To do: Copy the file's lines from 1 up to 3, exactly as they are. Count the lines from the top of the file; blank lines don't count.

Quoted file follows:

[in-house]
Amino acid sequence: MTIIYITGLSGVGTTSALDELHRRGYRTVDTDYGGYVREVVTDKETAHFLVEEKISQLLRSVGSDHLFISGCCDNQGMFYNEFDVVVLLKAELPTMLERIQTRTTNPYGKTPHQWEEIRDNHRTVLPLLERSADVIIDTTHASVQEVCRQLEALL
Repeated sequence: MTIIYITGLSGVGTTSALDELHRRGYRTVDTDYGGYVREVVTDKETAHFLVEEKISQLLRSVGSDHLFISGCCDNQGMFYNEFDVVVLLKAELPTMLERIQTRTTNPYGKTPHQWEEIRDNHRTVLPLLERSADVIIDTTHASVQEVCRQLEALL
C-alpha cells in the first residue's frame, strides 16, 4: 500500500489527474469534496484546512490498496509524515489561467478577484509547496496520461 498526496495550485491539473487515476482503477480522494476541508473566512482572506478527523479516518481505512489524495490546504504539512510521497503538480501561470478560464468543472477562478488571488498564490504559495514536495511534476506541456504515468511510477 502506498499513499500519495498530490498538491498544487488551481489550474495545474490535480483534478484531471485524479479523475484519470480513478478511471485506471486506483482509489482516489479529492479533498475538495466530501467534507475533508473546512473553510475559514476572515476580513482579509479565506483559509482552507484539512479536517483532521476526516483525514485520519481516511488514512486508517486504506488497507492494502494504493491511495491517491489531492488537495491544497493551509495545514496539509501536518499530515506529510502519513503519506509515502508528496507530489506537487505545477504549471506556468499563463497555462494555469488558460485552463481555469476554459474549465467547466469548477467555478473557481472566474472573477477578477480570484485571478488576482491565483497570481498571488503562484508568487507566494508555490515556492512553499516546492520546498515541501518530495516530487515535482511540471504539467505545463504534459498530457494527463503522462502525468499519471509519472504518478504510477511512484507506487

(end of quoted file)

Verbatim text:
[in-house]
Amino acid sequence: MTIIYITGLSGVGTTSALDELHRRGYRTVDTDYGGYVREVVTDKETAHFLVEEKISQLLRSVGSDHLFISGCCDNQGMFYNEFDVVVLLKAELPTMLERIQTRTTNPYGKTPHQWEEIRDNHRTVLPLLERSADVIIDTTHASVQEVCRQLEALL
Repeated sequence: MTIIYITGLSGVGTTSALDELHRRGYRTVDTDYGGYVREVVTDKETAHFLVEEKISQLLRSVGSDHLFISGCCDNQGMFYNEFDVVVLLKAELPTMLERIQTRTTNPYGKTPHQWEEIRDNHRTVLPLLERSADVIIDTTHASVQEVCRQLEALL